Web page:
Oberlo.com, an e-commerce tool that helps entrepreneurs set up their own online business, has created an index showing the cities best placed to provide the tools potentially required to maintain and build an enterprise from the ground up – from bootstrapping and financing, to the logistical details that can make or break a business.
It said: “Despite the enormous challenges of the pandemic, we’ve seen first-hand how aspiring business-owners have managed to turn their economic setbacks into creative and innovative opportunities.
“Success, of course, occurs when preparation meets opportunity, so we decided to delve into the topic further by investigating the cities which offer the most supportive entrepreneurial ecosystems, as well as the frameworks to ensure long-term success.”
Oberlo.com narrowed down an original list of 200 cities to 75, based on factors relating to innovation, economic strength and entrepreneurial spirit.
The index took into account 13 categories, including investigating the basic infrastructure and regulations required to get a small business started: local taxes, regulatory freedom, and the average timeframe it takes in each city to register a new limited liability company.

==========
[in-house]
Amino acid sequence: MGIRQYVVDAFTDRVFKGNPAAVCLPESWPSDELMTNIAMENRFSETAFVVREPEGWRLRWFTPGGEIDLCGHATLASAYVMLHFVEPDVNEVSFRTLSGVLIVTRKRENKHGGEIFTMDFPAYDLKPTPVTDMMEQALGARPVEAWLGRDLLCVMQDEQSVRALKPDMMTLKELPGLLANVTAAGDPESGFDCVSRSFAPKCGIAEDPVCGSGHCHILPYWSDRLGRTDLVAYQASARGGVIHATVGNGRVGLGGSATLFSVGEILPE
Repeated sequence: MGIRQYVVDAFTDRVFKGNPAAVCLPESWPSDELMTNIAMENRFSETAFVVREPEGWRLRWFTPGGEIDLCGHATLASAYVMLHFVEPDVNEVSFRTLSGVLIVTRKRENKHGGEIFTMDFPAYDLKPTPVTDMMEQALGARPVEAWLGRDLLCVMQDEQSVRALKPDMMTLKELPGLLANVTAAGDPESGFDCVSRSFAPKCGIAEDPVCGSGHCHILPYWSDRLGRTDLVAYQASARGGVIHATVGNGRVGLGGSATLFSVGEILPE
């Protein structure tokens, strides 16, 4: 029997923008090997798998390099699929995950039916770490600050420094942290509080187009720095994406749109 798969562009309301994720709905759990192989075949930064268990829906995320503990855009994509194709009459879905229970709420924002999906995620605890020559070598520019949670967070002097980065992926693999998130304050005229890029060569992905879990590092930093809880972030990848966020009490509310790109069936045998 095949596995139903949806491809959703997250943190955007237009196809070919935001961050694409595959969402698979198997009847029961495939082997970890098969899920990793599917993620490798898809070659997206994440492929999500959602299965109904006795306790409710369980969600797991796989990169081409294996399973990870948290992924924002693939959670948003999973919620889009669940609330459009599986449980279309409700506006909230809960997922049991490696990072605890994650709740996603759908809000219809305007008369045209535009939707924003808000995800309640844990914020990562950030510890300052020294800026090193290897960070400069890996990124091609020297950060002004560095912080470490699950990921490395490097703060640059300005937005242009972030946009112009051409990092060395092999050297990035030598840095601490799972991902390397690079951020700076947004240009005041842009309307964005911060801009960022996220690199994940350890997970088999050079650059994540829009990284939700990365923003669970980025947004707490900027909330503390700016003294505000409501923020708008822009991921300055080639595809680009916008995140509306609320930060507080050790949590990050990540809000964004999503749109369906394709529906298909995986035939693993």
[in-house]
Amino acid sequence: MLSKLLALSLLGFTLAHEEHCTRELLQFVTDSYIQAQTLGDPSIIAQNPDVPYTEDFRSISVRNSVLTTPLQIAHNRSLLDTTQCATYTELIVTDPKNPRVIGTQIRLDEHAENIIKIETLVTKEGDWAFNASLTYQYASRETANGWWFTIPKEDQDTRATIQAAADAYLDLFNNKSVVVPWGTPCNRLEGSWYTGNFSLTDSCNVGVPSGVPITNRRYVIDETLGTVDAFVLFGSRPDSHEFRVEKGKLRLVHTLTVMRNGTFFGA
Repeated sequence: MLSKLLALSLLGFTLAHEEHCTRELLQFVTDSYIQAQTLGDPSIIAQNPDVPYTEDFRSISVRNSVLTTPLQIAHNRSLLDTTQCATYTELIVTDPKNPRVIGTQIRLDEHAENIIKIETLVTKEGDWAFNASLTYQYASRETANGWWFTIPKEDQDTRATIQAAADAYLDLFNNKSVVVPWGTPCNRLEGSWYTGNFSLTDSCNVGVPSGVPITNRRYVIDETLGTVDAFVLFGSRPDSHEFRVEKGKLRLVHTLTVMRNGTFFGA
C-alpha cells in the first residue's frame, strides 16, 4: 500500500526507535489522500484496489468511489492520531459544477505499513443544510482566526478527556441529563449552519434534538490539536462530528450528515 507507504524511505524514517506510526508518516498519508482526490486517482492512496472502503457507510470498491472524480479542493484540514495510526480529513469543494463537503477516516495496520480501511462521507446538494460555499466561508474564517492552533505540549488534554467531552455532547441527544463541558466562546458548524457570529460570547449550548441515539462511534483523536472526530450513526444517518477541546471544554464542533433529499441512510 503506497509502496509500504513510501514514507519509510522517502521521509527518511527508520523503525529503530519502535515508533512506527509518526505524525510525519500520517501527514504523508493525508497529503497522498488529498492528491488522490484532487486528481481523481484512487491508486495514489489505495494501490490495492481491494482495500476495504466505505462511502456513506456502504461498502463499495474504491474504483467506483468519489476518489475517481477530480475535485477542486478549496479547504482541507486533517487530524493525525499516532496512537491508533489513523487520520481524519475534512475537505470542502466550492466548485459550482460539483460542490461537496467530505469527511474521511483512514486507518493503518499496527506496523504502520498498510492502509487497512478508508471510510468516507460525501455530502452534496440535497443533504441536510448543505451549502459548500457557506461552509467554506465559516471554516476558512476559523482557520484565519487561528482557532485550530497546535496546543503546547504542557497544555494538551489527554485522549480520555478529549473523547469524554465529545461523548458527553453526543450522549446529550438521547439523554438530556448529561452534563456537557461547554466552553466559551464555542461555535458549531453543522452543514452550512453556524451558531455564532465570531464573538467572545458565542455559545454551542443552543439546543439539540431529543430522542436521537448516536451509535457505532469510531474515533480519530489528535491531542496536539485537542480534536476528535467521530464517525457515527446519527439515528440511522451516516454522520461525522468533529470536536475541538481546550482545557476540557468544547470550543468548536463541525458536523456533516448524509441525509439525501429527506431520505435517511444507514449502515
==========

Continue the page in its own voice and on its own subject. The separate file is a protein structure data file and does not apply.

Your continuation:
Also on the list was checking local support systems available for female founders; looking at the level of Covid-specific economic assistance available to businesses; and reviewing financing and bootstrapping, such as unemployment benefits, small business loans, local business taxes and venture capital.
Oberlo also looked into the specific needs of two of the most popular industries with entrepreneurs. For tech/digital ventures, the local tech ecosystem and the resource capital available in each city were evaluated; while for import/export, the local logistics ecosystem plus the access to global markets and the cost of postage were assessed.
Edinburgh scored above 90 on categories such as support systems available for female founders (92.7), Covid support (93.7), its logistics ecosystem (96.4), access to global markets (94.1), small business loans (96.3), and business taxes (93.2).
The Scottish capital was recently ranked third in the top UK tech hotspots.